In terms of range, there are few models on sale now which do much less than 100 miles on a full charge, with some other models able to do over 300 miles; more than enough to get most people to work and back each day. Source: https://ev-database.uk/cheatsheet/range-electric-car
There are few people that have transport requirements that need a car that can do over 100 miles consistently every single day. Increased capability of battery technology coupled with more frequent and available recharging points are working together to shake off the idea that EVs are not adequate for modern lifestyles.
Can an electric car have a roof rack?
Yes indeed, electric cars can have roof racks. In fact, some models such as the Tesla Model 3 come with one as an option. Many EV models, usually due to their smaller size and lighter weight do not come with a roof rack as an option.
Many electric cars don’t tend to come with a permanent roof rack as the extra weight and drag have a negative impact on the car’s performance and ultimately, on its range. EVs don’t tend to have huge boots either and a lot of models are too small to be legally allowed to tow a trailer. This isn’t much use when you absolutely have to transport something large; a temporary solution is often necessary. We can help with that!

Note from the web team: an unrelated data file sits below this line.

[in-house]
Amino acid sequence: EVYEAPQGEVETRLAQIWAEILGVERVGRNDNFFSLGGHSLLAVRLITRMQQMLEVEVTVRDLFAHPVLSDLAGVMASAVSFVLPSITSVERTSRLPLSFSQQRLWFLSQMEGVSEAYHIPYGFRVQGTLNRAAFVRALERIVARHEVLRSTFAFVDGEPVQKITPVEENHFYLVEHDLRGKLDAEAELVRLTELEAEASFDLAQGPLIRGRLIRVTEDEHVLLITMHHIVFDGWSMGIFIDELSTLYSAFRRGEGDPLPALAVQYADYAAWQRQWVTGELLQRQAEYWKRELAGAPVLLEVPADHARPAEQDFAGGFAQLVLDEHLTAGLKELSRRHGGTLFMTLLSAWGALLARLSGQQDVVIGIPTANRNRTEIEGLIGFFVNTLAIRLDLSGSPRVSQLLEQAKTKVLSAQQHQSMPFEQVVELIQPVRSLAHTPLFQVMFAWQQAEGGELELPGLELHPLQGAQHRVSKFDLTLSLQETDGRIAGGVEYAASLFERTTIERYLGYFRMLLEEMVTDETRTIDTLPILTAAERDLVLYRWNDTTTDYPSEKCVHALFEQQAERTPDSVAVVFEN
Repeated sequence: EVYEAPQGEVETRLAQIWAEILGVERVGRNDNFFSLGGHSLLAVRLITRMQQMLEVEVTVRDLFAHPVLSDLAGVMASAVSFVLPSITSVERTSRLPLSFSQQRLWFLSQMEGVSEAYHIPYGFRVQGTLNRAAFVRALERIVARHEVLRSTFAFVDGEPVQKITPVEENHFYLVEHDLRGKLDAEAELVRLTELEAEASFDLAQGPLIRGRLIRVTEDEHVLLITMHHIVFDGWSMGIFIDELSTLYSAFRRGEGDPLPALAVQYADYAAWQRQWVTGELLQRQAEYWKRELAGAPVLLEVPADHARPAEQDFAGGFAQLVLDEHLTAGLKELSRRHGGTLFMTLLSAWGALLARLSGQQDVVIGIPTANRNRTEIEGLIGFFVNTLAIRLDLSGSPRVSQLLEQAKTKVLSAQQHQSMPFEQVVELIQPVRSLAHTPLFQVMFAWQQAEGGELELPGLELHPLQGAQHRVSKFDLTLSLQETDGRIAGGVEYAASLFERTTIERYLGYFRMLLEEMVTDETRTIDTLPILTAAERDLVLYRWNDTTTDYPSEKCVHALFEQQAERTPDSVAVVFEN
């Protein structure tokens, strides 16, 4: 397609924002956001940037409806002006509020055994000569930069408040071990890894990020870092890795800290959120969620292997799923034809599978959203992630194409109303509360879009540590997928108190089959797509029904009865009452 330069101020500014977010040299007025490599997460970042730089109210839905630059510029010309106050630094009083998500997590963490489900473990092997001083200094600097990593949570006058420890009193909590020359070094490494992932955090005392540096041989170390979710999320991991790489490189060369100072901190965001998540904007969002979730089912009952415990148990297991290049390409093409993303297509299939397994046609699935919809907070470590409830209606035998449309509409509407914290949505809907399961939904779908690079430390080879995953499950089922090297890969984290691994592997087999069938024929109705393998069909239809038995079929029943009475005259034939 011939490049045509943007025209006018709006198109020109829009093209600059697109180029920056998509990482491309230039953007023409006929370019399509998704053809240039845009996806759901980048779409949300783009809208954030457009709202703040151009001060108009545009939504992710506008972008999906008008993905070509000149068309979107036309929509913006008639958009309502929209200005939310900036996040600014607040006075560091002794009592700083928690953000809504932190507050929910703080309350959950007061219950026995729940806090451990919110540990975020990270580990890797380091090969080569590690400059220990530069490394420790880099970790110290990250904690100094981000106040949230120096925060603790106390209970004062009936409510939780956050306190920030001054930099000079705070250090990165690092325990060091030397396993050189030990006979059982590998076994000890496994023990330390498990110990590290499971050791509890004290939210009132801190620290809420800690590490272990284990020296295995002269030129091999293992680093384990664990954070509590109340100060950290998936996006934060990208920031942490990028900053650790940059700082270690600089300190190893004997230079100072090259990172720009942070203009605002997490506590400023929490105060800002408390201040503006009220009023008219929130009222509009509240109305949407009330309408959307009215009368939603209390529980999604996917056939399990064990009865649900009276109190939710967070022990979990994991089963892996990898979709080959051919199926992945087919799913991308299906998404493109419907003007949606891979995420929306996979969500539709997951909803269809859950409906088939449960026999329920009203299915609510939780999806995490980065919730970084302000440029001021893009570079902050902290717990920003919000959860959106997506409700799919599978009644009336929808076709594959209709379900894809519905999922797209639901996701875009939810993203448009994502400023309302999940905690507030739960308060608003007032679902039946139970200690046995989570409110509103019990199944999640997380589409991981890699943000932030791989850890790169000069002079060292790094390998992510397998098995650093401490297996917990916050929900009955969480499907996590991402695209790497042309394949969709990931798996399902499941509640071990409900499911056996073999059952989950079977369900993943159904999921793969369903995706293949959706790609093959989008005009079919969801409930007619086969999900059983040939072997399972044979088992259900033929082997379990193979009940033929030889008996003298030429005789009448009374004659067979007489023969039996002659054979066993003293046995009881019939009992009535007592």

A product such as our HandiRack can come into its own for smaller vehicles such as electric cars. Check out this video from Me and Mon Ami on using our HandiRack inflatable roof rack on a Citroen Ami to transport a paddleboard. The HandiRack can’t make you a better paddleboarder, but it can definitely help you get your kit to where it needs to be!
Always be sure to check your car’s manufacturer recommendations for weight limits before loading up too much on the IKEA run though!
Can an electric car tow a caravan?
Again, whether an electric car can tow a caravan is down to the size and capability of the car itself. Some bigger electric cars are certainly capable of towing something like a light trailer. Hybrid cars tend to have greater capacity for towing so might be a better option if you’re going to be taking a caravan away a lot.
Here is a guide to which electric cars might be suitable for your towing needs What Car guide to towing with electric cars
Could you have an electric car?
You may already have an electric car, or are thinking of getting one but the reality is that by 2030 you won’t be able to buy a new petrol or diesel car in the UK anyway. Continual improvements in EV technology will mean that the current objections to owning one instead of an ICE vehicle will be minor points. Putting that aside, most households and business currently have daily travel requirements which fit well within the limits of the average electric vehicle and EV ownership is more of a matter of initial cost, availability of space to charge at home or at the workplace, and mindset.
So yes, EVs can do a lot of what we need them to be capable of right now, and the rest is being worked on. If you have an EV, there is definitely a solution to the current issue you are facing.
Photo by CHUTTERSNAP on Unsplash